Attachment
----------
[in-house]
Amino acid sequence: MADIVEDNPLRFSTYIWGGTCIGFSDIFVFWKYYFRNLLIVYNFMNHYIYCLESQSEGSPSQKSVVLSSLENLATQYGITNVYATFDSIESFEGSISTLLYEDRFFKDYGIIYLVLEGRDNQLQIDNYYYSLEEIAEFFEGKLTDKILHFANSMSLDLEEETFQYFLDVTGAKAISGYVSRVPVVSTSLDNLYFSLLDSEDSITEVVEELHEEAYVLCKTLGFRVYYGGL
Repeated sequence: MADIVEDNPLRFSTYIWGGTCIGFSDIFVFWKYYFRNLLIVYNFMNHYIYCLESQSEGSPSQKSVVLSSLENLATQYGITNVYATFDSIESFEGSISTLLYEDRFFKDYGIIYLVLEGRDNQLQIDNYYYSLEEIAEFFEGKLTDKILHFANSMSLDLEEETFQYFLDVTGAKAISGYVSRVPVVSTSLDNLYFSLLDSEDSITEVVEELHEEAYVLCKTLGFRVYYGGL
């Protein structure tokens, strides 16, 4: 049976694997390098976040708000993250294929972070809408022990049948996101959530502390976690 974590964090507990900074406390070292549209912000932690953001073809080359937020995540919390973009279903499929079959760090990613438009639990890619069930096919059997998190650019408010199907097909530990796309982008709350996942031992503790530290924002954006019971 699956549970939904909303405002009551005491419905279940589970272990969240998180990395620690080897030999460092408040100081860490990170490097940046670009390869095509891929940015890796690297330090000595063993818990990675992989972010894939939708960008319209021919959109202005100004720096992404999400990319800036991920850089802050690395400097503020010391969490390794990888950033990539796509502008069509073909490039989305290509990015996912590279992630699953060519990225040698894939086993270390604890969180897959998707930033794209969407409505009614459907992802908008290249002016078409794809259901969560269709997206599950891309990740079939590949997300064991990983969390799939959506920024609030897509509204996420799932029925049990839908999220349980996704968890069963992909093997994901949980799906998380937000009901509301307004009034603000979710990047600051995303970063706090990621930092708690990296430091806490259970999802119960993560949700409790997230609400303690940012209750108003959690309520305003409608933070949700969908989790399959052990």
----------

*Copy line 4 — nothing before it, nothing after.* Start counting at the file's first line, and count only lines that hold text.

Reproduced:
């Protein structure tokens, strides 16, 4: 049976694997390098976040708000993250294929972070809408022990049948996101959530502390976690 974590964090507990900074406390070292549209912000932690953001073809080359937020995540919390973009279903499929079959760090990613438009639990890619069930096919059997998190650019408010199907097909530990796309982008709350996942031992503790530290924002954006019971 699956549970939904909303405002009551005491419905279940589970272990969240998180990395620690080897030999460092408040100081860490990170490097940046670009390869095509891929940015890796690297330090000595063993818990990675992989972010894939939708960008319209021919959109202005100004720096992404999400990319800036991920850089802050690395400097503020010391969490390794990888950033990539796509502008069509073909490039989305290509990015996912590279992630699953060519990225040698894939086993270390604890969180897959998707930033794209969407409505009614459907992802908008290249002016078409794809259901969560269709997206599950891309990740079939590949997300064991990983969390799939959506920024609030897509509204996420799932029925049990839908999220349980996704968890069963992909093997994901949980799906998380937000009901509301307004009034603000979710990047600051995303970063706090990621930092708690990296430091806490259970999802119960993560949700409790997230609400303690940012209750108003959690309520305003409608933070949700969908989790399959052990």